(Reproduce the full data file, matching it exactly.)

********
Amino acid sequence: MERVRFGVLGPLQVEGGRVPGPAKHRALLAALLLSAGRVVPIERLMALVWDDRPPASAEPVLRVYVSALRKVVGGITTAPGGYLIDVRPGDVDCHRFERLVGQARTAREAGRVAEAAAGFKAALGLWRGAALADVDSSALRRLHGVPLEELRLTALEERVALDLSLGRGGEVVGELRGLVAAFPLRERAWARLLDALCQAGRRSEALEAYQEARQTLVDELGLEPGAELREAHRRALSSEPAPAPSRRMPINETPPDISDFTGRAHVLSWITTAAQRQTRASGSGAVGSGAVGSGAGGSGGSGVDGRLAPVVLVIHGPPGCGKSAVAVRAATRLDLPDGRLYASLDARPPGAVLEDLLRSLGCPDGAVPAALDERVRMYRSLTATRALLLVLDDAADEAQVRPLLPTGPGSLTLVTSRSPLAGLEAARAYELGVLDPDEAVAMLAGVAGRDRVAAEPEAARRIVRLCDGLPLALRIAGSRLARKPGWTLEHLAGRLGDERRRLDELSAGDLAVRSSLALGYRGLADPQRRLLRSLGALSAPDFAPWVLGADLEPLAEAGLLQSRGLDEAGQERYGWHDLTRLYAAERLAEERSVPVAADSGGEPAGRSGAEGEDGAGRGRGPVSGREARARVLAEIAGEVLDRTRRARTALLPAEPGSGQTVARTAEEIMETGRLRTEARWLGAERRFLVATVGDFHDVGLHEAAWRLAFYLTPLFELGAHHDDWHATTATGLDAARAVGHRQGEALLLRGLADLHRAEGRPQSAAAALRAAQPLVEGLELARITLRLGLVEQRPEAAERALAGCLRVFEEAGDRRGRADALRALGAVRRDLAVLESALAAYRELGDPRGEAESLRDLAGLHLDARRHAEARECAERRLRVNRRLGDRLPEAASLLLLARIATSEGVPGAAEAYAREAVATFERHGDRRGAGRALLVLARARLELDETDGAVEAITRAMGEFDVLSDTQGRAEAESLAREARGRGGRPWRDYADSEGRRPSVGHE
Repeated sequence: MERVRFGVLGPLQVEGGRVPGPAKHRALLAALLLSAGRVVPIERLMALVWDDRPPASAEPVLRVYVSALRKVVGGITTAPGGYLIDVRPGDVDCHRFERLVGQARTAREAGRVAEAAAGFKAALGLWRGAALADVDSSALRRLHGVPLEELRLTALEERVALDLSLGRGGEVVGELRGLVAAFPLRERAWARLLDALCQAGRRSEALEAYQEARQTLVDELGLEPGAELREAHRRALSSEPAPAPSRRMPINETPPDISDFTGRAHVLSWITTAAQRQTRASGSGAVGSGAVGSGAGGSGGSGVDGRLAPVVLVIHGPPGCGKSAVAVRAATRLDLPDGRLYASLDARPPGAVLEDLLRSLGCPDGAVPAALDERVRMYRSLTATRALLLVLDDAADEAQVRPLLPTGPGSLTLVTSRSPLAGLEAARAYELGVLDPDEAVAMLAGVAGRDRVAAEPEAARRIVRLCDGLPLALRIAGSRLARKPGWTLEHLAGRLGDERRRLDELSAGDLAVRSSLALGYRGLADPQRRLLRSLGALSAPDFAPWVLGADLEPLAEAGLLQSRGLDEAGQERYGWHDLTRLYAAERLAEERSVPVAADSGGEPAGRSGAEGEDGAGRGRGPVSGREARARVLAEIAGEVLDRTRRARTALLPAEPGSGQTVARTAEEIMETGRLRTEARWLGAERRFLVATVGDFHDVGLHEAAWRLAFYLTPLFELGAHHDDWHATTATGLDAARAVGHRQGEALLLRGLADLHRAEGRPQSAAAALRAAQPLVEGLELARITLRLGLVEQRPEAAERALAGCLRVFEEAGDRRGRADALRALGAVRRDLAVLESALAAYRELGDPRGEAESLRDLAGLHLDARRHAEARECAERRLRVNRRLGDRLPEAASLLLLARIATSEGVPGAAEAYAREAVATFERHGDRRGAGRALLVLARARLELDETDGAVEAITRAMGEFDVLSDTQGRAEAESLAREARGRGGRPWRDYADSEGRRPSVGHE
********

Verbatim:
Amino acid sequence: MERVRFGVLGPLQVEGGRVPGPAKHRALLAALLLSAGRVVPIERLMALVWDDRPPASAEPVLRVYVSALRKVVGGITTAPGGYLIDVRPGDVDCHRFERLVGQARTAREAGRVAEAAAGFKAALGLWRGAALADVDSSALRRLHGVPLEELRLTALEERVALDLSLGRGGEVVGELRGLVAAFPLRERAWARLLDALCQAGRRSEALEAYQEARQTLVDELGLEPGAELREAHRRALSSEPAPAPSRRMPINETPPDISDFTGRAHVLSWITTAAQRQTRASGSGAVGSGAVGSGAGGSGGSGVDGRLAPVVLVIHGPPGCGKSAVAVRAATRLDLPDGRLYASLDARPPGAVLEDLLRSLGCPDGAVPAALDERVRMYRSLTATRALLLVLDDAADEAQVRPLLPTGPGSLTLVTSRSPLAGLEAARAYELGVLDPDEAVAMLAGVAGRDRVAAEPEAARRIVRLCDGLPLALRIAGSRLARKPGWTLEHLAGRLGDERRRLDELSAGDLAVRSSLALGYRGLADPQRRLLRSLGALSAPDFAPWVLGADLEPLAEAGLLQSRGLDEAGQERYGWHDLTRLYAAERLAEERSVPVAADSGGEPAGRSGAEGEDGAGRGRGPVSGREARARVLAEIAGEVLDRTRRARTALLPAEPGSGQTVARTAEEIMETGRLRTEARWLGAERRFLVATVGDFHDVGLHEAAWRLAFYLTPLFELGAHHDDWHATTATGLDAARAVGHRQGEALLLRGLADLHRAEGRPQSAAAALRAAQPLVEGLELARITLRLGLVEQRPEAAERALAGCLRVFEEAGDRRGRADALRALGAVRRDLAVLESALAAYRELGDPRGEAESLRDLAGLHLDARRHAEARECAERRLRVNRRLGDRLPEAASLLLLARIATSEGVPGAAEAYAREAVATFERHGDRRGAGRALLVLARARLELDETDGAVEAITRAMGEFDVLSDTQGRAEAESLAREARGRGGRPWRDYADSEGRRPSVGHE
Repeated sequence: MERVRFGVLGPLQVEGGRVPGPAKHRALLAALLLSAGRVVPIERLMALVWDDRPPASAEPVLRVYVSALRKVVGGITTAPGGYLIDVRPGDVDCHRFERLVGQARTAREAGRVAEAAAGFKAALGLWRGAALADVDSSALRRLHGVPLEELRLTALEERVALDLSLGRGGEVVGELRGLVAAFPLRERAWARLLDALCQAGRRSEALEAYQEARQTLVDELGLEPGAELREAHRRALSSEPAPAPSRRMPINETPPDISDFTGRAHVLSWITTAAQRQTRASGSGAVGSGAVGSGAGGSGGSGVDGRLAPVVLVIHGPPGCGKSAVAVRAATRLDLPDGRLYASLDARPPGAVLEDLLRSLGCPDGAVPAALDERVRMYRSLTATRALLLVLDDAADEAQVRPLLPTGPGSLTLVTSRSPLAGLEAARAYELGVLDPDEAVAMLAGVAGRDRVAAEPEAARRIVRLCDGLPLALRIAGSRLARKPGWTLEHLAGRLGDERRRLDELSAGDLAVRSSLALGYRGLADPQRRLLRSLGALSAPDFAPWVLGADLEPLAEAGLLQSRGLDEAGQERYGWHDLTRLYAAERLAEERSVPVAADSGGEPAGRSGAEGEDGAGRGRGPVSGREARARVLAEIAGEVLDRTRRARTALLPAEPGSGQTVARTAEEIMETGRLRTEARWLGAERRFLVATVGDFHDVGLHEAAWRLAFYLTPLFELGAHHDDWHATTATGLDAARAVGHRQGEALLLRGLADLHRAEGRPQSAAAALRAAQPLVEGLELARITLRLGLVEQRPEAAERALAGCLRVFEEAGDRRGRADALRALGAVRRDLAVLESALAAYRELGDPRGEAESLRDLAGLHLDARRHAEARECAERRLRVNRRLGDRLPEAASLLLLARIATSEGVPGAAEAYAREAVATFERHGDRRGAGRALLVLARARLELDETDGAVEAITRAMGEFDVLSDTQGRAEAESLAREARGRGGRPWRDYADSEGRRPSVGHE